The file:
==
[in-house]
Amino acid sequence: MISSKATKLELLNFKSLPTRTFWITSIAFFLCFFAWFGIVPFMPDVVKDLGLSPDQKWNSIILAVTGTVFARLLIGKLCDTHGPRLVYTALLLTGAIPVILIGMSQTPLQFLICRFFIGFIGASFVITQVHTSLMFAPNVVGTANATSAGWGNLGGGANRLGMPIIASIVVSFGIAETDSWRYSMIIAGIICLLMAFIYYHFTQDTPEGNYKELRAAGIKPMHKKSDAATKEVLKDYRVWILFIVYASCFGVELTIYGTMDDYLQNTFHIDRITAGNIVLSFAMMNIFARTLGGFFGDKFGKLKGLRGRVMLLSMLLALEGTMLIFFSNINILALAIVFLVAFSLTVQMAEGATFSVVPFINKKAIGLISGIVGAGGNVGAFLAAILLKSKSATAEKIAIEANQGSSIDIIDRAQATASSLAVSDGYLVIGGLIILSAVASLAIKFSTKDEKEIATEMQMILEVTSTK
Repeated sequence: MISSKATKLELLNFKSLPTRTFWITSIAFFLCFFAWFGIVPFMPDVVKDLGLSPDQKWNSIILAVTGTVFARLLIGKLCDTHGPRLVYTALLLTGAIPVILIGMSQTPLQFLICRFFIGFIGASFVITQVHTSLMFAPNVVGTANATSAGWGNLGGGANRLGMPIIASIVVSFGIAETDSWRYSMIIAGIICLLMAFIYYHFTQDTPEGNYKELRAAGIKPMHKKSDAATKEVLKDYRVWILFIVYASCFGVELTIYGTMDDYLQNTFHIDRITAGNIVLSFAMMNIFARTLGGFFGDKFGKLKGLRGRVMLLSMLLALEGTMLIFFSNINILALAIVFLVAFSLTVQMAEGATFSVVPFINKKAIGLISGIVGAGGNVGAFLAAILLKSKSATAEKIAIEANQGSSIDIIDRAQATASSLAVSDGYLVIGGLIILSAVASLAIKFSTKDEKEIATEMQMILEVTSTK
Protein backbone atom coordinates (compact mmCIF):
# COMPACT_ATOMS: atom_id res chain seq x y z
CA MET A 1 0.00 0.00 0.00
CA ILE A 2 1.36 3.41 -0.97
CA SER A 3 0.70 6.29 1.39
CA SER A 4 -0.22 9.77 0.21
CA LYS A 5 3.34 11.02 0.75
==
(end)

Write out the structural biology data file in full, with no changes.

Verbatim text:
[in-house]
Amino acid sequence: MISSKATKLELLNFKSLPTRTFWITSIAFFLCFFAWFGIVPFMPDVVKDLGLSPDQKWNSIILAVTGTVFARLLIGKLCDTHGPRLVYTALLLTGAIPVILIGMSQTPLQFLICRFFIGFIGASFVITQVHTSLMFAPNVVGTANATSAGWGNLGGGANRLGMPIIASIVVSFGIAETDSWRYSMIIAGIICLLMAFIYYHFTQDTPEGNYKELRAAGIKPMHKKSDAATKEVLKDYRVWILFIVYASCFGVELTIYGTMDDYLQNTFHIDRITAGNIVLSFAMMNIFARTLGGFFGDKFGKLKGLRGRVMLLSMLLALEGTMLIFFSNINILALAIVFLVAFSLTVQMAEGATFSVVPFINKKAIGLISGIVGAGGNVGAFLAAILLKSKSATAEKIAIEANQGSSIDIIDRAQATASSLAVSDGYLVIGGLIILSAVASLAIKFSTKDEKEIATEMQMILEVTSTK
Repeated sequence: MISSKATKLELLNFKSLPTRTFWITSIAFFLCFFAWFGIVPFMPDVVKDLGLSPDQKWNSIILAVTGTVFARLLIGKLCDTHGPRLVYTALLLTGAIPVILIGMSQTPLQFLICRFFIGFIGASFVITQVHTSLMFAPNVVGTANATSAGWGNLGGGANRLGMPIIASIVVSFGIAETDSWRYSMIIAGIICLLMAFIYYHFTQDTPEGNYKELRAAGIKPMHKKSDAATKEVLKDYRVWILFIVYASCFGVELTIYGTMDDYLQNTFHIDRITAGNIVLSFAMMNIFARTLGGFFGDKFGKLKGLRGRVMLLSMLLALEGTMLIFFSNINILALAIVFLVAFSLTVQMAEGATFSVVPFINKKAIGLISGIVGAGGNVGAFLAAILLKSKSATAEKIAIEANQGSSIDIIDRAQATASSLAVSDGYLVIGGLIILSAVASLAIKFSTKDEKEIATEMQMILEVTSTK
Protein backbone atom coordinates (compact mmCIF):
# COMPACT_ATOMS: atom_id res chain seq x y z
CA MET A 1 0.00 0.00 0.00
CA ILE A 2 1.36 3.41 -0.97
CA SER A 3 0.70 6.29 1.39
CA SER A 4 -0.22 9.77 0.21
CA LYS A 5 3.34 11.02 0.75